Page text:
Propellor comes with a lot of properties you can use. But eventually, you'll want to write a property of your own.

This isn't hard. Often propellor has some properties you can use to build the property you want. Need to modify the content of a file? Use any of the properties in Propellor.Property.File Need to run some commands? Use Propellor.Property.Cmd.

To combine properties, the easiest way is to use requires.

someproperty `requires` otherproperty

Propellor.Property.List has a propertyList combinator that's also useful.

Propellor.Property has some other functions to modify Properties in useful ways. For example, check makes a Property call an IO Bool to check if the Property needs be run.

example: User.hasLoginShell

As far as I can tell there is no easy way to set a user's login shell. A Property User.hasLoginShell, which ensures that a user has a specified login shell and that said shell is in /etc/shells would be really helpful. Sadly, I lack the skills to put this together myself :( -- weinzwang

Propellor makes it very easy to put together a property like this.

Let's start with a property that combines the two properties you mentioned:

hasLoginShell :: UserName -> FilePath -> Property UnixLike
hasLoginShell user shell = shellSetTo user shell `requires` shellEnabled shell

The shellEnabled property can be easily written using propellor's file manipulation properties.

-- Need to add an import to the top of the source file.
import qualified Propellor.Property.File as File

shellEnabled :: FilePath -> Property UnixLike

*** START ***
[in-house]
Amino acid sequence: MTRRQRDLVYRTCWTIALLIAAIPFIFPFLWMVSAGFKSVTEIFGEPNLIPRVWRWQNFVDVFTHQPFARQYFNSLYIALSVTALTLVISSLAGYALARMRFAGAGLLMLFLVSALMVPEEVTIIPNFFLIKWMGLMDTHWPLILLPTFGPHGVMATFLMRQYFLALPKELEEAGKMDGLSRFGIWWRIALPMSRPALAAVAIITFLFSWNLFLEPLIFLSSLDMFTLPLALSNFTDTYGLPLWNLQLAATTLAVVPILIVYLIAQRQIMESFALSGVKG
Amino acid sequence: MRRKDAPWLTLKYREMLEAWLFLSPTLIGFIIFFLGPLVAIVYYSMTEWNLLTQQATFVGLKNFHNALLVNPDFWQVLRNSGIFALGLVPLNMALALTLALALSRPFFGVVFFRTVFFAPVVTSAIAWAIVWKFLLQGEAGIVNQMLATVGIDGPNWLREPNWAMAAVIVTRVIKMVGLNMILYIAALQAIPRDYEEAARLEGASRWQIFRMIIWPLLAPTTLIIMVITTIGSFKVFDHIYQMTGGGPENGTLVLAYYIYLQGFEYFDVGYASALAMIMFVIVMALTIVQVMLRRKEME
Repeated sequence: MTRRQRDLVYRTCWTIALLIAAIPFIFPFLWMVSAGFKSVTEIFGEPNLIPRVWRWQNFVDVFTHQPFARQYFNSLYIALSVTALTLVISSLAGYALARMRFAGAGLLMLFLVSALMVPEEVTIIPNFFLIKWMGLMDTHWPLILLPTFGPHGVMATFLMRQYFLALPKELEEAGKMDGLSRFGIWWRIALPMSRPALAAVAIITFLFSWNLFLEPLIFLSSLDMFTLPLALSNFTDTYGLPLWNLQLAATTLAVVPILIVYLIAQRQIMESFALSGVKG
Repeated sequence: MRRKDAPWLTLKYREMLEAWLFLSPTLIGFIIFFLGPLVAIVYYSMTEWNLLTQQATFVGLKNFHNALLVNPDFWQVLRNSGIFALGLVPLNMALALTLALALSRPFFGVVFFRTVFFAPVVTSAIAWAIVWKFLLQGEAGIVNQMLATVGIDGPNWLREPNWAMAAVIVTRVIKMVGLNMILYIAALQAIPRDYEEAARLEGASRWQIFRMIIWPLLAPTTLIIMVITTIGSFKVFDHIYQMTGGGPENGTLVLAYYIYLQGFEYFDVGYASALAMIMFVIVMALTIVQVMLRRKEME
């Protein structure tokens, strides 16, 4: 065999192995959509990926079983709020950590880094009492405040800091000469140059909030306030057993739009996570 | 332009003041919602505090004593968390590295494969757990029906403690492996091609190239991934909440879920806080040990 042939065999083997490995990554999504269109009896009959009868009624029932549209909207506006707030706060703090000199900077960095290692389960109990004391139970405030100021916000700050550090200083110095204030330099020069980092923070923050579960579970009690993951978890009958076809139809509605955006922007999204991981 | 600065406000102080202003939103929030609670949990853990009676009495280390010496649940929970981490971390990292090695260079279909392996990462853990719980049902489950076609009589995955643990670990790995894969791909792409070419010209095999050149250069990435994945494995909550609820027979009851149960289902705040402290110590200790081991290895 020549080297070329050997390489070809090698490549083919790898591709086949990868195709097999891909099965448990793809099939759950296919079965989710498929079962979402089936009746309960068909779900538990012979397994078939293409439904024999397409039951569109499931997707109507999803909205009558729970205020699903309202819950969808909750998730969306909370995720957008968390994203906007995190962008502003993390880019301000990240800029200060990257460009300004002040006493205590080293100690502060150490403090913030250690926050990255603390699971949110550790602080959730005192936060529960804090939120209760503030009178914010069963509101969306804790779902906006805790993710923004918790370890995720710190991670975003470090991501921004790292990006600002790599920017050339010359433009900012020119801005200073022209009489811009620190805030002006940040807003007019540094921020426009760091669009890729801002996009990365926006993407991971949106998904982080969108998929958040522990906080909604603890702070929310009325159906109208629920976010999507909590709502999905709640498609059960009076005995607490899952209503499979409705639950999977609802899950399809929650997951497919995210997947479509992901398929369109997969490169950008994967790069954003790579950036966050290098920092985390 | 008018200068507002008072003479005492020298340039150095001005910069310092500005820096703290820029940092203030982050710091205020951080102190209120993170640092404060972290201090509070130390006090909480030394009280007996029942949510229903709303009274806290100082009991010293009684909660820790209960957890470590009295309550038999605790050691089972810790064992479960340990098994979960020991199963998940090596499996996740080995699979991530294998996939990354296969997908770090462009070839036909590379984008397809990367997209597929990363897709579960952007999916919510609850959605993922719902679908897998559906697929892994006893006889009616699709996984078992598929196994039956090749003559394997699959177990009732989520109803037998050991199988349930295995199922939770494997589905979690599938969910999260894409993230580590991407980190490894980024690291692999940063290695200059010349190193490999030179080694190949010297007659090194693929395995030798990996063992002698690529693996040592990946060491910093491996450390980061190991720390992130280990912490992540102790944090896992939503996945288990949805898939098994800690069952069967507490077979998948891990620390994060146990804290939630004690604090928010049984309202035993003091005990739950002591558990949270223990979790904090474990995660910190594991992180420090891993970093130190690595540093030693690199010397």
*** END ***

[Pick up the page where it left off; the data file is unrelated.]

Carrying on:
shellEnabled shell = "/etc/shells" `File.containsLine` shell

And then, we want to actually change the user's shell. The chsh(1) program can do that, so we can simply tell propellor the command line to run:

shellSetTo :: UserName -> FilePath -> Property UnixLike
shellSetTo user shell = cmdProperty "chsh" ["--shell", shell, user]

The only remaining problem with this is that shellSetTo runs chsh every time, and propellor will always display that it's made a change each time it runs, even when it didn't really do much. Now, there's an easy way to avoid that problem, we could just tell propellor to assume that chsh has not made a change:

shellSetTo :: UserName -> FilePath -> Property UnixLike
shellSetTo user shell = cmdProperty "chsh" ["--shell", shell, user]
    `assume` NoChange

But, it's not much harder to do this right. Let's make the property check if the user's shell is already set to the desired value and avoid doing anything in that case.

shellSetTo :: UserName -> FilePath -> Property UnixLike
shellSetTo user shell = check needchangeshell $
    cmdProperty "chsh" ["--shell", shell, user]
    needchangeshell = do
        currshell <- userShell <$> getUserEntryForName user
        return (currshell /= shell)

And that will probably all work, although I've not tested it. You might want to throw in some uses of describe to give the new properties more useful descriptions.

I hope this has been helpful as an explanation of how to add properties to Propellor, and if you get these properties to work, a patch adding them to Propellor.User would be happily merged.